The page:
5. Bonnard

    Bonnard Peer Supporter

    Hi fleurry,
    I wish you well. Hang in there!
    My latest round of symptoms involves upper GI stuff. I've been very afraid of IBS or similar symptoms turning up with me--for all the reasons you mention.

    I was struck when you mentioned that you used to be someone who didn't think about this stuff for a second. That tells me that this current situation is
    'not you' (I know I can think that the symptoms are my life now, and it gives them stronger life), it's just a current issue to work through. A temporary problem. And, you've found a solution that has worked for so many others--it can work for you too.
     
  6. fleurry

    fleurry New Member

    thanks everyone! I'm applying everything you suggested and I think I'm getting better control of my fearful thoughts. I also liked the idea of using the concept of mindfulness and meditation with deep breathing! Cannot wait to be out and about again without worrying thoughts.
    Really thanks for the great support :)
     
  7. TG957

    TG957 Beloved Grand Eagle

    Think about IBS as a spastic reaction of your digestive muscles to TMS, much like neck spasms. That is it. Meditation helps with anxiety. Anxiety triggers more symptoms.
     
  8. Walt Oleksy

    Walt Oleksy Beloved Grand Eagle

    Hi, fleurry. I used to feel anxious while driving. or waiting for a red light to change to green. I found I could relax by deep breathing and massaging the fleshy part of my hand between the thumb and index finger. That's a yoga trick that is very calming. It also focuses the mind on that activity, so it pushes put the anxious thoughts.
    I've also tried the "tapping" technique and suggest that you might find it helpful. There are good videos on Youtube on tapping.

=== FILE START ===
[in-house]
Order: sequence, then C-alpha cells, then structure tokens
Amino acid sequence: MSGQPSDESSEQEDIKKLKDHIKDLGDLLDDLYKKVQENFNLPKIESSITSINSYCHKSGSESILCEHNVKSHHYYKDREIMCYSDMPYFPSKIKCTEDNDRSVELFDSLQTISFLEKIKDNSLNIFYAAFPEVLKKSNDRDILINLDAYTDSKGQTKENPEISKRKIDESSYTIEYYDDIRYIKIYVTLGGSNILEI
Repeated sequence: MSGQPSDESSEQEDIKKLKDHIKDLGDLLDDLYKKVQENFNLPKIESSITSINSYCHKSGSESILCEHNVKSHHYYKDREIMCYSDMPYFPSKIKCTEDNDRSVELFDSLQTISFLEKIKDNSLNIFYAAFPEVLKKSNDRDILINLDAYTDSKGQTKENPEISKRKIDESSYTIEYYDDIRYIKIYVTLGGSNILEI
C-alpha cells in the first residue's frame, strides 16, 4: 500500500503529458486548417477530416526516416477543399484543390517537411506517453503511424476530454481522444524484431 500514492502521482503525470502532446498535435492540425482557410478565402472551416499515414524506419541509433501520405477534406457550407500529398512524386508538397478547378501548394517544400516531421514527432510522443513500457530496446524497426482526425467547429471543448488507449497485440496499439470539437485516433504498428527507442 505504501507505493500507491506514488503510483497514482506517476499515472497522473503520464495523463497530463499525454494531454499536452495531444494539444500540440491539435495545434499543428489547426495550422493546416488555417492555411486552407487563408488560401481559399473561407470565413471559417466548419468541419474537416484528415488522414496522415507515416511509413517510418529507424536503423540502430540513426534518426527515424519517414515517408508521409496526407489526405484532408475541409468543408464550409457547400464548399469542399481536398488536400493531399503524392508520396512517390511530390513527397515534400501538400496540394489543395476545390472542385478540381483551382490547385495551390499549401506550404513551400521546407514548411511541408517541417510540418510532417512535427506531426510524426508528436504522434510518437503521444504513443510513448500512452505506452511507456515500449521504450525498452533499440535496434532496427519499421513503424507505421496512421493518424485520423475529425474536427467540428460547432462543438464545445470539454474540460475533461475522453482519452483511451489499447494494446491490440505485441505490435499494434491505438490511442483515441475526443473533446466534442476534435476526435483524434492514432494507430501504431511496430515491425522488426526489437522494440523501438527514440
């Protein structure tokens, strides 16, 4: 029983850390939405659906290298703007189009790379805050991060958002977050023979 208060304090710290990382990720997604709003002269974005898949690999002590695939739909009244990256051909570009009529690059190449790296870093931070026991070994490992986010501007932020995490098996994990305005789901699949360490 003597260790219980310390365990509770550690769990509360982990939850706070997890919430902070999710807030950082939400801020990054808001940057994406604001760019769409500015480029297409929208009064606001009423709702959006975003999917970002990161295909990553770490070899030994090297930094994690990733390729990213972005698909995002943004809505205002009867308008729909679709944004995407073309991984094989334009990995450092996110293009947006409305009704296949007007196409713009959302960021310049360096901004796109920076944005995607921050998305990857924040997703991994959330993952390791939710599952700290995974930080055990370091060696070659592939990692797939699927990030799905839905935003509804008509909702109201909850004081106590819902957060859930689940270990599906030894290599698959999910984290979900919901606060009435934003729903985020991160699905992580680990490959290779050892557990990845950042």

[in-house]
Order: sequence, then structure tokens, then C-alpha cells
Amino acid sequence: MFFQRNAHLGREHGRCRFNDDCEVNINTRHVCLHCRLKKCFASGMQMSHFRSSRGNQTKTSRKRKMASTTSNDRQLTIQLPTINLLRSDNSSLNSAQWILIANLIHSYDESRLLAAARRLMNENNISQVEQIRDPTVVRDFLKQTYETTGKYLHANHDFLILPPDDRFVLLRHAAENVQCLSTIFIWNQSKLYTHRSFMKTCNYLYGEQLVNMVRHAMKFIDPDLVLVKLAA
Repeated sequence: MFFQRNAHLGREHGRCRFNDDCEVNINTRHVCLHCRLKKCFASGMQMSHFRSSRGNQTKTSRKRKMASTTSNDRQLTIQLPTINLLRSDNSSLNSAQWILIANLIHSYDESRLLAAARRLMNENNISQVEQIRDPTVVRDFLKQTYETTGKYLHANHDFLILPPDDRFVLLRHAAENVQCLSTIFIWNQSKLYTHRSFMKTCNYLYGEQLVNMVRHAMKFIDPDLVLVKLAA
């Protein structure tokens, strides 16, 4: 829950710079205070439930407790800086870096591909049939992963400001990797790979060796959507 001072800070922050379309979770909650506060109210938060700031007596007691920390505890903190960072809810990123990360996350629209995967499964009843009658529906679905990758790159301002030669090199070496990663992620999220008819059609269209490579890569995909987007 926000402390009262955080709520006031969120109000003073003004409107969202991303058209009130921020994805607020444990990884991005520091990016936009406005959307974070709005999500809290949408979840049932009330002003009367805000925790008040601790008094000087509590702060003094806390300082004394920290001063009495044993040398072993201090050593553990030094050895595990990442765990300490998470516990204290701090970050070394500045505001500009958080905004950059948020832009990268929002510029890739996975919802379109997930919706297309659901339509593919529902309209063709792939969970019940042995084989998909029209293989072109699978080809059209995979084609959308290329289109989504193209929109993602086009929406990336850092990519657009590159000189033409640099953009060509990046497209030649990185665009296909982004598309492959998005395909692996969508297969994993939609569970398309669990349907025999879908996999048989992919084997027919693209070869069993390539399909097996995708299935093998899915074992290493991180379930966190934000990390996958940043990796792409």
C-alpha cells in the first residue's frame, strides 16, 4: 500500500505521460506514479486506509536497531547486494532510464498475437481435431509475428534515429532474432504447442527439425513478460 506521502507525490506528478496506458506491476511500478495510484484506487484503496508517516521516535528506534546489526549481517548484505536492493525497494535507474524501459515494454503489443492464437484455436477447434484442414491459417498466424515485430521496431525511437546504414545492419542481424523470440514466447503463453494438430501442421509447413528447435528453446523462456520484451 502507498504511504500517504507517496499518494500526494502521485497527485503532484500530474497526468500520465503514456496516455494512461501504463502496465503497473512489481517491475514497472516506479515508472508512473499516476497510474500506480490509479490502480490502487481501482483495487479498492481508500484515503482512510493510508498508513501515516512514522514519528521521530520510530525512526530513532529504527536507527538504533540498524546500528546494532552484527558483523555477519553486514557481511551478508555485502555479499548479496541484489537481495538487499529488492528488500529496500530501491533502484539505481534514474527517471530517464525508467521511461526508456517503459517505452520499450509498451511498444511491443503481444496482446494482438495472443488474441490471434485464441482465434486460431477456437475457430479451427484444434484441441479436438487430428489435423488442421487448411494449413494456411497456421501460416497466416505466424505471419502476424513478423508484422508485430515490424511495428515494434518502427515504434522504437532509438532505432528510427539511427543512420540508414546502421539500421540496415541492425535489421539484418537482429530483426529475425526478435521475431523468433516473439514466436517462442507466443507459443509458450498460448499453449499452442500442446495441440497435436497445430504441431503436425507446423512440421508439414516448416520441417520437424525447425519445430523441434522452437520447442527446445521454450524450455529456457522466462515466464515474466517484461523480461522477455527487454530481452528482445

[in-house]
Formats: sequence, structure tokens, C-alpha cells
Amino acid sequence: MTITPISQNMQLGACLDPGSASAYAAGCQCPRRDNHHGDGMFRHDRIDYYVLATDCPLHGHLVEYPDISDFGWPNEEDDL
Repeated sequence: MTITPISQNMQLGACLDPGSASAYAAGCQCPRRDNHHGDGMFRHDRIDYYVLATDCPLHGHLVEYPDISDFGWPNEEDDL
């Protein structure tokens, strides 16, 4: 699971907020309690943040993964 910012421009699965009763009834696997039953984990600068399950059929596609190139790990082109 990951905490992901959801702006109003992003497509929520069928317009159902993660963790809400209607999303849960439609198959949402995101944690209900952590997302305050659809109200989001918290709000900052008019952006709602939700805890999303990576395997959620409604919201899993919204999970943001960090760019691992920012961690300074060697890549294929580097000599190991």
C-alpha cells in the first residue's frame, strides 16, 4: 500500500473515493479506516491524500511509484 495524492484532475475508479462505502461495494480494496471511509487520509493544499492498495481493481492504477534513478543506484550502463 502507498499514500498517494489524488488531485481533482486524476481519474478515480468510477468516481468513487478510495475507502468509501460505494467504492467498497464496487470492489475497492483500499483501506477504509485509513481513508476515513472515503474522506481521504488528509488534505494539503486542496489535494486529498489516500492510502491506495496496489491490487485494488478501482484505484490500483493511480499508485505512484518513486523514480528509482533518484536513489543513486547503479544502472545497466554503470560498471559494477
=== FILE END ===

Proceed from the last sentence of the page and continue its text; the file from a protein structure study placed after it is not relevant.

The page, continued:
9. Wendyc

    Wendyc Peer Supporter

    Interesting I think I will try that on the Freeway once I get back on the freeway... deathly afraid of them. Other times I chew gum, when I chew gum I relax.. weirdest thing!
     
  10. JanAtheCPA

    JanAtheCPA Beloved Grand Eagle

    Hi Wendy, and welcome. This is not at all weird - it's a perfect example of the distraction technique. Your brain distracts you from negative emotions by giving you an unpleasant symptoms. You can distract yourself by chewing gum. People who are addicted to substances or activities (food, sugar, caffeine, alcohol, mind-altering drugs, extreme exercise, video games, etc) are simply engaging in yet another form of distraction.

    But as Dr. Sarno has explained to us, we can only heal when we recognize the distraction activity, and learn how to replace it with acknowledgement and acceptance.

    A temporary fallback during times of stress is fine - as long as we recognize that we're taking advantage of a short-term coping mechanism!
     
  11. Wendyc

    Wendyc Peer Supporter

    Yes makes perfect sense! I initially started chewing because of my Hiatal hernia and the heartburn, it kept the acid down then I noticed it made me feel better or calm. Months back I carried Xanax with me so if I had a panic attack or I wouldn't be able to cope with some crazy situation. I had so much anxiety from an episode that happened more than a year ago that I couldn't be without it, I wouldn't take it unless I really needed it but slowly I realized I didn't need it. Even when my son a few months ago was in the hospital I just dealt with it on my own but I carried it just for security. Now I just chucked them a few weeks ago no need to carry them.